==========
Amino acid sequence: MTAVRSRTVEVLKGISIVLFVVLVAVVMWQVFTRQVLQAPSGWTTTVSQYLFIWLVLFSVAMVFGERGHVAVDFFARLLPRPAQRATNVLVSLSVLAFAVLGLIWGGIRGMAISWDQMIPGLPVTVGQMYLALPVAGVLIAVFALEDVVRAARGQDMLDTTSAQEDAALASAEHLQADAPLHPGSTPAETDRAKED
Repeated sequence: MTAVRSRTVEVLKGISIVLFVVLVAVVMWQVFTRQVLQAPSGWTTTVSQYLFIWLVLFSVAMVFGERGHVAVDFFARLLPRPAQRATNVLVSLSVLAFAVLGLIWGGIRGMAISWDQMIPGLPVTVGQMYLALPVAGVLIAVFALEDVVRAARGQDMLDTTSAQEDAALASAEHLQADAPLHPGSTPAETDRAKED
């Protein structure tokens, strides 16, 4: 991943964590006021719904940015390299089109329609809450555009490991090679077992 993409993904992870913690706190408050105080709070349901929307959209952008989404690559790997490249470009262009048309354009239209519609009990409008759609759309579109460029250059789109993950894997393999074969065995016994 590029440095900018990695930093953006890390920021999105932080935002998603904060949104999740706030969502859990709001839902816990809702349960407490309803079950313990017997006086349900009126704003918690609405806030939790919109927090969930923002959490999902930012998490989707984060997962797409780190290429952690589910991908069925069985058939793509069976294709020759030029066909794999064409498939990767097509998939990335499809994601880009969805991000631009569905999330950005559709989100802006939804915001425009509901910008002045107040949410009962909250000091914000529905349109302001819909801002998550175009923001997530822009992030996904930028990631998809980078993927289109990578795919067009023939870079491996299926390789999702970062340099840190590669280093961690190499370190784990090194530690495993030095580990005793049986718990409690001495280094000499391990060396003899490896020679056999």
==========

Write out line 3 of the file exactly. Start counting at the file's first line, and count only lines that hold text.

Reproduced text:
């Protein structure tokens, strides 16, 4: 991943964590006021719904940015390299089109329609809450555009490991090679077992 993409993904992870913690706190408050105080709070349901929307959209952008989404690559790997490249470009262009048309354009239209519609009990409008759609759309579109460029250059789109993950894997393999074969065995016994 590029440095900018990695930093953006890390920021999105932080935002998603904060949104999740706030969502859990709001839902816990809702349960407490309803079950313990017997006086349900009126704003918690609405806030939790919109927090969930923002959490999902930012998490989707984060997962797409780190290429952690589910991908069925069985058939793509069976294709020759030029066909794999064409498939990767097509998939990335499809994601880009969805991000631009569905999330950005559709989100802006939804915001425009509901910008002045107040949410009962909250000091914000529905349109302001819909801002998550175009923001997530822009992030996904930028990631998809980078993927289109990578795919067009023939870079491996299926390789999702970062340099840190590669280093961690190499370190784990090194530690495993030095580990005793049986718990409690001495280094000499391990060396003899490896020679056999």